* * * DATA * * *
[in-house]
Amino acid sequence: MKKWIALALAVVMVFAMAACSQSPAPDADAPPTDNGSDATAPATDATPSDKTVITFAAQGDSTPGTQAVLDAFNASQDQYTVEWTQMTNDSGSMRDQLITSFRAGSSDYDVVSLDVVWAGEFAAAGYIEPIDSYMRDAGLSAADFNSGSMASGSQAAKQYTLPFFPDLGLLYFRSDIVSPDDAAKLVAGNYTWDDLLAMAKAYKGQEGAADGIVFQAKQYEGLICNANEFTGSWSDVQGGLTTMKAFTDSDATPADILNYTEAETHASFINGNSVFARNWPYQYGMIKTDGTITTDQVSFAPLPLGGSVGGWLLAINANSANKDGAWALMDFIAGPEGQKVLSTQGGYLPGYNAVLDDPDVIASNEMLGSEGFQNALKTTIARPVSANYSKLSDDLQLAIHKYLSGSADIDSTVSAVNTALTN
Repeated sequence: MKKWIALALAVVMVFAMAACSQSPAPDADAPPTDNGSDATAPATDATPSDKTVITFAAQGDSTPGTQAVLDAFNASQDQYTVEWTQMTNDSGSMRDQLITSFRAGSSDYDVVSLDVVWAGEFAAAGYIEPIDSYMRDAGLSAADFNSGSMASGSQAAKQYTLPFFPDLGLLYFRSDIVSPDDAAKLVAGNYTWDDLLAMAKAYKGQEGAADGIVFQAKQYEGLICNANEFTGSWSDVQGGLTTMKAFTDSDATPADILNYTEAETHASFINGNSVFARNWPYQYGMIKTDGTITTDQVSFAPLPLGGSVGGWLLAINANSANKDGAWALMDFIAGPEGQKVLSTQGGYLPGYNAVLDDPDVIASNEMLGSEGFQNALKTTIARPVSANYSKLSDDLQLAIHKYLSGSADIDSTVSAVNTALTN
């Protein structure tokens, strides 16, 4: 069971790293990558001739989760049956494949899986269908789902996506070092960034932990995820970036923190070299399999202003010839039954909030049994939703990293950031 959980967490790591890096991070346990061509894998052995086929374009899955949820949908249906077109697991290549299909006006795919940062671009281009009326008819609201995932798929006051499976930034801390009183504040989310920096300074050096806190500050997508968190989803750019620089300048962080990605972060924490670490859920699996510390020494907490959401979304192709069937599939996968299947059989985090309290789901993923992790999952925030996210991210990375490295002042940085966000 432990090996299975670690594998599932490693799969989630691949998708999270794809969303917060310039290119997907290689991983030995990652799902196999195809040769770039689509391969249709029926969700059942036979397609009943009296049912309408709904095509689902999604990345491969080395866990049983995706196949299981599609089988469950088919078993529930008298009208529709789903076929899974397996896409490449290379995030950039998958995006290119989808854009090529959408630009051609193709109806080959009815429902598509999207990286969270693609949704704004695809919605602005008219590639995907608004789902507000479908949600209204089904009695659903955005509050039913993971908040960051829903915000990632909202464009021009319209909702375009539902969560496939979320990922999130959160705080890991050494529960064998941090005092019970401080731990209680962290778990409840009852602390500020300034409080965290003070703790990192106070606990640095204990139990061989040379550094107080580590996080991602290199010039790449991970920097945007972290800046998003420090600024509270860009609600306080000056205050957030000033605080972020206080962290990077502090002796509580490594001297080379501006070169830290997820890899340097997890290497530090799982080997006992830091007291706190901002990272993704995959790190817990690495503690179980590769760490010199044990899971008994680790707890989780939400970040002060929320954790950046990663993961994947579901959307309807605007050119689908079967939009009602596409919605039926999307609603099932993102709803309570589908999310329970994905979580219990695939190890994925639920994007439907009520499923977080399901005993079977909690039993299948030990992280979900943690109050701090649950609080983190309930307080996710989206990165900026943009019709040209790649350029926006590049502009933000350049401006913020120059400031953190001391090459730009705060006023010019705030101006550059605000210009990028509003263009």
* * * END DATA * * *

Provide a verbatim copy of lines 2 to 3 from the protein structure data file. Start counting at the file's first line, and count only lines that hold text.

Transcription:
Amino acid sequence: MKKWIALALAVVMVFAMAACSQSPAPDADAPPTDNGSDATAPATDATPSDKTVITFAAQGDSTPGTQAVLDAFNASQDQYTVEWTQMTNDSGSMRDQLITSFRAGSSDYDVVSLDVVWAGEFAAAGYIEPIDSYMRDAGLSAADFNSGSMASGSQAAKQYTLPFFPDLGLLYFRSDIVSPDDAAKLVAGNYTWDDLLAMAKAYKGQEGAADGIVFQAKQYEGLICNANEFTGSWSDVQGGLTTMKAFTDSDATPADILNYTEAETHASFINGNSVFARNWPYQYGMIKTDGTITTDQVSFAPLPLGGSVGGWLLAINANSANKDGAWALMDFIAGPEGQKVLSTQGGYLPGYNAVLDDPDVIASNEMLGSEGFQNALKTTIARPVSANYSKLSDDLQLAIHKYLSGSADIDSTVSAVNTALTN
Repeated sequence: MKKWIALALAVVMVFAMAACSQSPAPDADAPPTDNGSDATAPATDATPSDKTVITFAAQGDSTPGTQAVLDAFNASQDQYTVEWTQMTNDSGSMRDQLITSFRAGSSDYDVVSLDVVWAGEFAAAGYIEPIDSYMRDAGLSAADFNSGSMASGSQAAKQYTLPFFPDLGLLYFRSDIVSPDDAAKLVAGNYTWDDLLAMAKAYKGQEGAADGIVFQAKQYEGLICNANEFTGSWSDVQGGLTTMKAFTDSDATPADILNYTEAETHASFINGNSVFARNWPYQYGMIKTDGTITTDQVSFAPLPLGGSVGGWLLAINANSANKDGAWALMDFIAGPEGQKVLSTQGGYLPGYNAVLDDPDVIASNEMLGSEGFQNALKTTIARPVSANYSKLSDDLQLAIHKYLSGSADIDSTVSAVNTALTN